Manufacturing of 'spy' story to stain China's reputation

Updated: 2016-03-30 07:57

By Chen Xiangyang(China Daily)

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Manufacturing of 'spy' story to stain China's reputation
Cai Meng/China Daily

Chinese businessman Su Bin, according to some media reports, pleaded guilty to "cyber espionage" charges almost at the same time that China's Foreign Ministry announced President Xi Jinping's participation in the fourth Nuclear Security Summit in Washington on Thursday and Friday.

No wonder some media outlets and US officials are trying to cast a shadow over Beijing-Washington ties before Xi's meeting with US President Barack Obama on the sidelines of the nuclear summit. With vivid descriptions and seemingly "credible evidence", the reports have painted the picture of a plot in Su's case which resembles those in James Bond movies and some Hollywood blockbusters to catch eyeballs.

According to US Assistant Attorney General for National Security John Carlin, the admission of guilt by Su sends a strong signal that a heavy price has to be paid for stealing intelligence from the US and its enterprises, and Washington will-and has the capability to-capture those who do so and hold them accountable. An official from the Federal Bureau of Investigation's cyber section said the US should be on high alert against cyber threats because its adversaries are continuously raising their capabilities.

The reports also said that following Su's confession, the US is doubling its efforts to prevent "cyber espionage" by China.

That Washington chose to announce the "details" of Su's case on the very day that Beijing released the agenda for Xi's visit to the US suggests it is aimed at pressuring China into conceding some serious demands on cybersecurity. The making of "China's cyber espionage" story and its dissemination across the media and the international community are apparently aimed at spoiling China's reputation.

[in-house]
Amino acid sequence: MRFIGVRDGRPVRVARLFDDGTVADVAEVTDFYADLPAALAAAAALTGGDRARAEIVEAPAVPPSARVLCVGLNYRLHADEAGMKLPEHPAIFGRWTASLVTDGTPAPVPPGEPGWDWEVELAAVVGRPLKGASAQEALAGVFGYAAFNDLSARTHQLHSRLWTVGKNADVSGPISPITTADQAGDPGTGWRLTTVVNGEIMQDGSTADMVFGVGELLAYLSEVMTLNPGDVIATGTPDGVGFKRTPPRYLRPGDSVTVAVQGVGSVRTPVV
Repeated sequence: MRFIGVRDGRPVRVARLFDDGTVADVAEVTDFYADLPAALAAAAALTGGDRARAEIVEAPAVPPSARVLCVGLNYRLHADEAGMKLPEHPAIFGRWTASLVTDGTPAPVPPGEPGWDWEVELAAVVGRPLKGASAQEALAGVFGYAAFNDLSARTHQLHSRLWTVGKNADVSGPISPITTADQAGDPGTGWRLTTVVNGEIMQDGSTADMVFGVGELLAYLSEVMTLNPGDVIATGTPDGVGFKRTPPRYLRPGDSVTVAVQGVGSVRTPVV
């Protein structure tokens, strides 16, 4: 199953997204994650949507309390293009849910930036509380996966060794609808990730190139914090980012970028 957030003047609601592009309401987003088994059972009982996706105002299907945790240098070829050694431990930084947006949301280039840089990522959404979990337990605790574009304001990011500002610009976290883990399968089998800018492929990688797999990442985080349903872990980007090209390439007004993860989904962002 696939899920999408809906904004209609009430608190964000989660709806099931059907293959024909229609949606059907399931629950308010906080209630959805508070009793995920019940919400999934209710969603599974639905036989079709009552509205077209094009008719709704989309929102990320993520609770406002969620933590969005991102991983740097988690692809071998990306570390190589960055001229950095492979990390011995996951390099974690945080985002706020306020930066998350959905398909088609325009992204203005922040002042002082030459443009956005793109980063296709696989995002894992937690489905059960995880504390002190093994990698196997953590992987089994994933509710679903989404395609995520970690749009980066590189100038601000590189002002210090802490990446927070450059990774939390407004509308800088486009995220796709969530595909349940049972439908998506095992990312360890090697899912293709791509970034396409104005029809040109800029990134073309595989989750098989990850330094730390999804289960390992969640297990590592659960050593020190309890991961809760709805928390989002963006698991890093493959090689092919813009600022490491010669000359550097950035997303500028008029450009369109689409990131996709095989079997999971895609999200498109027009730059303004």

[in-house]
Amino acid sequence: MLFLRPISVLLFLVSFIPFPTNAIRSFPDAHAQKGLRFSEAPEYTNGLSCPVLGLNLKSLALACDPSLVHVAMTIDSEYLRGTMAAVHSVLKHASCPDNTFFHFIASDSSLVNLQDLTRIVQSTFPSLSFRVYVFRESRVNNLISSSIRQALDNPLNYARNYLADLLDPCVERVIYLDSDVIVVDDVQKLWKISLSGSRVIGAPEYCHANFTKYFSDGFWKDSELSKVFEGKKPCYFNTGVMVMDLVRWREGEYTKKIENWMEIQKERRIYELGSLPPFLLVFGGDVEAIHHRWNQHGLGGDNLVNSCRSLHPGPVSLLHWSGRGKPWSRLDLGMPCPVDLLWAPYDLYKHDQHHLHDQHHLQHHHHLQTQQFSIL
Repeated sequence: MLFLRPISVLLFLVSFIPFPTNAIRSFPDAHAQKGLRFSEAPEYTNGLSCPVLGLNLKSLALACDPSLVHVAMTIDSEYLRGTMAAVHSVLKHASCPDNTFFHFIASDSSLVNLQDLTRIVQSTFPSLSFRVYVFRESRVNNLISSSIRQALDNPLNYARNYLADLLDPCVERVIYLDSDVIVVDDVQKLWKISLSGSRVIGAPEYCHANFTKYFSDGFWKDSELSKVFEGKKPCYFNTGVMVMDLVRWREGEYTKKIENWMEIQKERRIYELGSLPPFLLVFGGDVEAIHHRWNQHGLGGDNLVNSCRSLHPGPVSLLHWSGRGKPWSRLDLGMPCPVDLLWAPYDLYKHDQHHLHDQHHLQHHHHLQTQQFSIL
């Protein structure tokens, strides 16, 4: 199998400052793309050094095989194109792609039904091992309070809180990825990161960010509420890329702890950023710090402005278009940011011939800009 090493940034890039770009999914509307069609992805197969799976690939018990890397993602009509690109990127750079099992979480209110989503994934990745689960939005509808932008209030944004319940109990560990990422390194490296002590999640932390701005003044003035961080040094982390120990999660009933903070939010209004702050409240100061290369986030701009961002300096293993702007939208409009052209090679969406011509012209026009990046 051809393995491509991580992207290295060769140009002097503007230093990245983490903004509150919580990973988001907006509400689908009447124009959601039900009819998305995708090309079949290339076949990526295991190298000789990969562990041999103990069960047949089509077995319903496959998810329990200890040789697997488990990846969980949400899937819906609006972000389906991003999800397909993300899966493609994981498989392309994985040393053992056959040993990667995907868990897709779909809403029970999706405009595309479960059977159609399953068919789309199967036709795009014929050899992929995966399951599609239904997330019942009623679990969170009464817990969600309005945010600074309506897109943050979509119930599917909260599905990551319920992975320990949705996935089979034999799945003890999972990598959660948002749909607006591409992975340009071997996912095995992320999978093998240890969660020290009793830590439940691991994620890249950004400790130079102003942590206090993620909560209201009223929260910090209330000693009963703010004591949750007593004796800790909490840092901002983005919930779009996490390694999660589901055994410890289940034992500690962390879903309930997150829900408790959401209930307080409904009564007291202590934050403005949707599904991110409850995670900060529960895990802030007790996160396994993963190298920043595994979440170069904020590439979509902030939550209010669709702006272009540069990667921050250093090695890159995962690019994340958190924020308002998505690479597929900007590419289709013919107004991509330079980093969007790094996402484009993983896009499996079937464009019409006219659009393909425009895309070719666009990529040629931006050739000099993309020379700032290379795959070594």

By doing so, the US can use the excuse of "judicial independence" to shirk its responsibility in such a case whenever China raises questions over Washington's cyberespionage activities.

The timing of the announcement is also a breach of basic international practice and diplomatic protocol, and exposes the US' hegemony mentality.

Despite appearing to be an accidental incident, the Su case shows the effects of the US' meticulous planning if seen in the context of the recent developments in Sino-US ties. Over the past year, the US' policy toward China has witnessed certain changes, making it increasingly likely that Washington would find faults with Beijing. This is not only related to the increasing anti-China rhetoric in the year of the US presidential election, but also to the growing "sense of anxiety" in the US' strategy toward China.

The intensifying strategic competition between the two sides because of China's steady rise has prompted some in the US to seek a strong response to China. It has also made them push for a "China-containment" policy by raising topics such as "cyber espionage" and "freedom of navigation" in the South China Sea to disturb the peaceful environment China needs for its development.

Considering that the expected meeting between Xi and Obama in Washington is likely to further advance Sino-US relations, Washington should reduce the media hype over the Su case and prevent it from disturbing the smooth development of bilateral ties, damaging mutual interests and endangering the US' strategic interests.

China and the US both should adhere to the agreements they reached at a high-level dialogue in December on fighting cyber crimes, for they are meant to guide them to seek common grounds, expand cooperation and avoid confrontation in the field of cybersecurity. More importantly, the US should discard its Cold War mentality and work with China to keep Sino-US ties on track in order to develop a new pattern of bilateral relations, which both have vowed to build.

The author is director of the center for crisis management studies, China Institutes of Contemporary International Relations.